There are days when all Shamsoun Dikori wants to do is to juggle a soccer ball.
Despite the wounds of war and the scars of unimaginable loss, when Shamsoun touches a soccer ball there is always a smile on his face.
"Touching the ball is beautiful, you know?" Shamsoun told TODAY correspondent Tiki Barber. "You just looking for someone to pass it to, you wanna do a move. It’s like a million things going on in your head at the same time, but they’re all happy things."
On a recent day, Shamsoun plays soccer with a group of fellow former refugee on a small field in Clarkston, Ga., but there was a time when he played soccer barefoot, surrounded by the lush grass fields and mango trees of his native home — the Nuba Mountains in Central Sudan. Life was simple then, and at its center was Shamsoun’s mother, Samira.
“My mom, she was like, she cared for everybody,” Shamsoun said. “She always … wanted for the best for her kids, and my father, also. He worked hard at the farm. And then he comes at night, he’s tired. But, we have food for him over there and he just sits down. My mom tells us stories at night under the moon. Everybody’s sitting outside —the stars. It’s a beautiful place.”
The Sudanese civil war — a conflict that would claim the lives of more than a million people, and displace many more — shattered Shamsoun’s idyllic world.
“The planes, they come at night. Nobody expects them to come," he said. "You see a bomb dropped over here and you see one … you see somebody’s arms is cut off. You see somebody’s leg is cut off, and you running for your life.
“There was a little girl and she — she got shot. And it was, like, the end of her life. And that was my first time seeing somebody get killed. And it was a little person.”
Shamsoun was the oldest of six children. To save their lives, his family had to keep running. After two years of incredible hardship, Shamsoun and his family arrived in Atlanta in May 2000.
Shamsoun wasn't a refugee any more, but he faced different battlegrounds: a poverty-ridden neighborhood in Stone Mountain, Ga., and a school with racist students who reminded him every day that he was still an outsider.
When the rejection, and even hatred, was too much for a young boy to bear, his mother admonished him to stay strong. Her dream for Shamsoun was for him to be the first in the family to go to college.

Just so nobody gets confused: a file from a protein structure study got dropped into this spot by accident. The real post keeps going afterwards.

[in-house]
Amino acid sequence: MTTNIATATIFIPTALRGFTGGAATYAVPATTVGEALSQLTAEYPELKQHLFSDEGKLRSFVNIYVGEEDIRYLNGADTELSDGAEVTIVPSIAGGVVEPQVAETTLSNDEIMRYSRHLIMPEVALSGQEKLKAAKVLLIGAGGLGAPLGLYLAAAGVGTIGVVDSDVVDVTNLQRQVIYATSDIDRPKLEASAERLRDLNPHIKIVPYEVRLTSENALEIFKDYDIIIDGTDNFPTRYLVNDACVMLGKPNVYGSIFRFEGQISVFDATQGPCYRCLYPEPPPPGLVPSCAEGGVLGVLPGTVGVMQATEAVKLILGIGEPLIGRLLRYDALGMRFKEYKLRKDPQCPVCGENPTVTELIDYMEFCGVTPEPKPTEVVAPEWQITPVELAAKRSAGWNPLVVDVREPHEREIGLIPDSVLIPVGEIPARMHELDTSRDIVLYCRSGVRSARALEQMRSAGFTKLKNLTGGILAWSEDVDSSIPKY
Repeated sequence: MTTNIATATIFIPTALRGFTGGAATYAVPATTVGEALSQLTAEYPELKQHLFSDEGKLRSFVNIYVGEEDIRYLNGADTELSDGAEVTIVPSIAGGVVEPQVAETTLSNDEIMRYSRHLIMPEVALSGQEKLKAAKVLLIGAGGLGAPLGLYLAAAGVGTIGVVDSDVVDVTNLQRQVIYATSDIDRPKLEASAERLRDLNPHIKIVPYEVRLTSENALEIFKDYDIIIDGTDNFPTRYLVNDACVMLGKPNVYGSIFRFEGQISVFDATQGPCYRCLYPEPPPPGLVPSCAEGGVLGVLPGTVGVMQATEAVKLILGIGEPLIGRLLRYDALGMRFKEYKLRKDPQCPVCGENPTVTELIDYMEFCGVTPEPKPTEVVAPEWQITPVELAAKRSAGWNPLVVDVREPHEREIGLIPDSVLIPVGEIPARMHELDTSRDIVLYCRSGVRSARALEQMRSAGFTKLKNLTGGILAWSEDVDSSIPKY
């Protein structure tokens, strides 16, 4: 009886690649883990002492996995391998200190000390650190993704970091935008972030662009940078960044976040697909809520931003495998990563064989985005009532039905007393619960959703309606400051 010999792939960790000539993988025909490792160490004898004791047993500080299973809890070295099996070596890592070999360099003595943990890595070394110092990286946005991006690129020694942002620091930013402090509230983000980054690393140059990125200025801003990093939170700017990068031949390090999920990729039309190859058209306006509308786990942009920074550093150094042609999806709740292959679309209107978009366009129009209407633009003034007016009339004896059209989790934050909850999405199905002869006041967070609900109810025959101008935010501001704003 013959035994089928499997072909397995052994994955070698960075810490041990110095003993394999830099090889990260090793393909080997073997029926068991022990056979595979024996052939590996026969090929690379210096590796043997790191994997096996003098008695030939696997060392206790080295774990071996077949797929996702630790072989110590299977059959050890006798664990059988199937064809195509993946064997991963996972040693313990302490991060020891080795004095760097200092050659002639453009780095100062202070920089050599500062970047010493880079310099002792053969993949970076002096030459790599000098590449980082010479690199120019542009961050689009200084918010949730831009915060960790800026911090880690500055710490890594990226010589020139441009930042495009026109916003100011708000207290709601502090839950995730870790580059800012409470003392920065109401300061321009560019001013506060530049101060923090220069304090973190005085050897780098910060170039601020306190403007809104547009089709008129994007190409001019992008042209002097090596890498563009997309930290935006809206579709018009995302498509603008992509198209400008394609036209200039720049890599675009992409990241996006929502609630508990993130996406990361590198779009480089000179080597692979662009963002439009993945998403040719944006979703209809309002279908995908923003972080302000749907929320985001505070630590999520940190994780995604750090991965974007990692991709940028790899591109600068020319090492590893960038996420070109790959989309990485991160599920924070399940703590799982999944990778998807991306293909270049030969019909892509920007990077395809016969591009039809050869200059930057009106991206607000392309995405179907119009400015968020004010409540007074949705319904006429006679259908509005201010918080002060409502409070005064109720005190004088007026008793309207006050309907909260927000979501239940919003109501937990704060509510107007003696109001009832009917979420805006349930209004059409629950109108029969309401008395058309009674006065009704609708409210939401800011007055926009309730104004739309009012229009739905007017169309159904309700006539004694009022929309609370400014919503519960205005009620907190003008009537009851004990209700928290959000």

- Dancing with the Stars: Bruce Willis Joins Daughter Rumer Willis in Rehearsals
- Cut It Out! Lifetime Is Making An 'Unauthorized' Full House TV Movie
- Owner of Gay-Friendly Hotels Apologizes for Hosting Senator Ted Cruz Fundraiser
- International Community Racing Against Time in Nepal Rescue Effort
- Actress Jayne Meadows Dies at 95
"They just ignorant,” Shamsoun said his mother would tell him. “What’s the point of focusing on them? It’s just — it’s just you and school work and that’s what’s gonna make life better for you and your family.”
November 27, 2002, was supposed to be a relief from the daily struggle as the family packed into their minivan en route to a Thanksgiving celebration. It was night when the car swerved off the road.
“The car moved real quick," Shamsoun said. "And then it flipped over a couple of times. And after that everything went blank for a moment."
Shamsoun heard a voice and felt his father pulling him out of the car.
"When I looked in his eyes ... he was trying to tell me something happened. Just, the face that he had on was the saddest face I had ever seen. I turned my head around. And I call my — my little brother’s name. I was trying to call my mom.”
There was no answer. She had died in the crash, as did Shamsoun’s sister and his two youngest brothers.
“The world fell apart, you know," Shamsoun said. "I guess it’s just bad luck following me wherever I go.”
Shamsoun instinctively knew there was an escape, if only fleeting, from the depression and sense of abandonment he now felt. Bad luck, after all, had never followed him onto the soccer field. He’d heard from a friend that Coach Luma Mufleh had put together the Fugees, a soccer team made up of refugee children just like him. He decided to try out.
“The minute he stepped on that field, you saw his huge smile, you know? And you’re like, wow. Like he loves it. Like the minute he got on, it was like, “ok, this is the kid we want,” Luma said.
Coach Luma asked Shamsoun to join the team, and she had a curious request — bring your homework to training.
“I said, ‘You’re a student-athlete. Your academics come first because you’re nothing without it.’” Video: Soccer team gives hope to refugees
“It was my mom’s dream for us to become somebody,” Shamsoun said. “Coach became like a mother to me, because she’s telling me the same thing my mom told us, you know? The school, the school, that’s the most important thing for you.”
Together, coach and refugee, set out to fulfill a mother’s dream.
“It took me a little while to realize that mom was gone,” Shamsoun said “There’s nothing that you can do about that. So, I try to work hard. I try every day to work hard in school so I can make her happy. Even though ... she’s not gonna come back and see me, and smile a smile for me. I won’t be able to see her smiling at me, like, you know, when I’m graduating.”
The painful memories will never fade, but they’ve given rise to determination and perseverance and, for the first time in Shamsoun’s life, a future.
Shamsoun has earned a full soccer and academic scholarship to Pfeiffer University.
“I’m pretty excited, man. I’m like the most blessed kid in the world right now,” Shamsoun said. “I’m gonna do nothing but study. But at the same time I’m gonna keep on playing the game that I love, soccer. So when I get to the top one day, I’m gonna be like, ‘See, I made it I’m still standing.’”
© 2013 MSNBC Interactive. Reprints